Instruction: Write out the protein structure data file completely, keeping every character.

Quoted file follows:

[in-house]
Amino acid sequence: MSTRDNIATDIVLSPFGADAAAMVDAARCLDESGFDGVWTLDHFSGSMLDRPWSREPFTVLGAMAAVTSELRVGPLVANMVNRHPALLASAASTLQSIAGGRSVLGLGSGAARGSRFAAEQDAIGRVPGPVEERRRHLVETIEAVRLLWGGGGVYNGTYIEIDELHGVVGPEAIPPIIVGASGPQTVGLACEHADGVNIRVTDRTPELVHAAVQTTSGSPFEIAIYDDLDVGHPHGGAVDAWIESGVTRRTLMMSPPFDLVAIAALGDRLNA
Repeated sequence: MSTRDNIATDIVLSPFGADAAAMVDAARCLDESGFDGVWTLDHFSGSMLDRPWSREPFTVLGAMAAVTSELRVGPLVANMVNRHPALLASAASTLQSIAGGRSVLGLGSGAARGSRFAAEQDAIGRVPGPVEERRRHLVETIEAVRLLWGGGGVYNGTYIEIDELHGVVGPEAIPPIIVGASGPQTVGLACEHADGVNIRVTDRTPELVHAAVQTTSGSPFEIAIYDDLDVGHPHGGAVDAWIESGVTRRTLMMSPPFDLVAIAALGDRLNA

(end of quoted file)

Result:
[in-house]
Amino acid sequence: MSTRDNIATDIVLSPFGADAAAMVDAARCLDESGFDGVWTLDHFSGSMLDRPWSREPFTVLGAMAAVTSELRVGPLVANMVNRHPALLASAASTLQSIAGGRSVLGLGSGAARGSRFAAEQDAIGRVPGPVEERRRHLVETIEAVRLLWGGGGVYNGTYIEIDELHGVVGPEAIPPIIVGASGPQTVGLACEHADGVNIRVTDRTPELVHAAVQTTSGSPFEIAIYDDLDVGHPHGGAVDAWIESGVTRRTLMMSPPFDLVAIAALGDRLNA
Repeated sequence: MSTRDNIATDIVLSPFGADAAAMVDAARCLDESGFDGVWTLDHFSGSMLDRPWSREPFTVLGAMAAVTSELRVGPLVANMVNRHPALLASAASTLQSIAGGRSVLGLGSGAARGSRFAAEQDAIGRVPGPVEERRRHLVETIEAVRLLWGGGGVYNGTYIEIDELHGVVGPEAIPPIIVGASGPQTVGLACEHADGVNIRVTDRTPELVHAAVQTTSGSPFEIAIYDDLDVGHPHGGAVDAWIESGVTRRTLMMSPPFDLVAIAALGDRLNA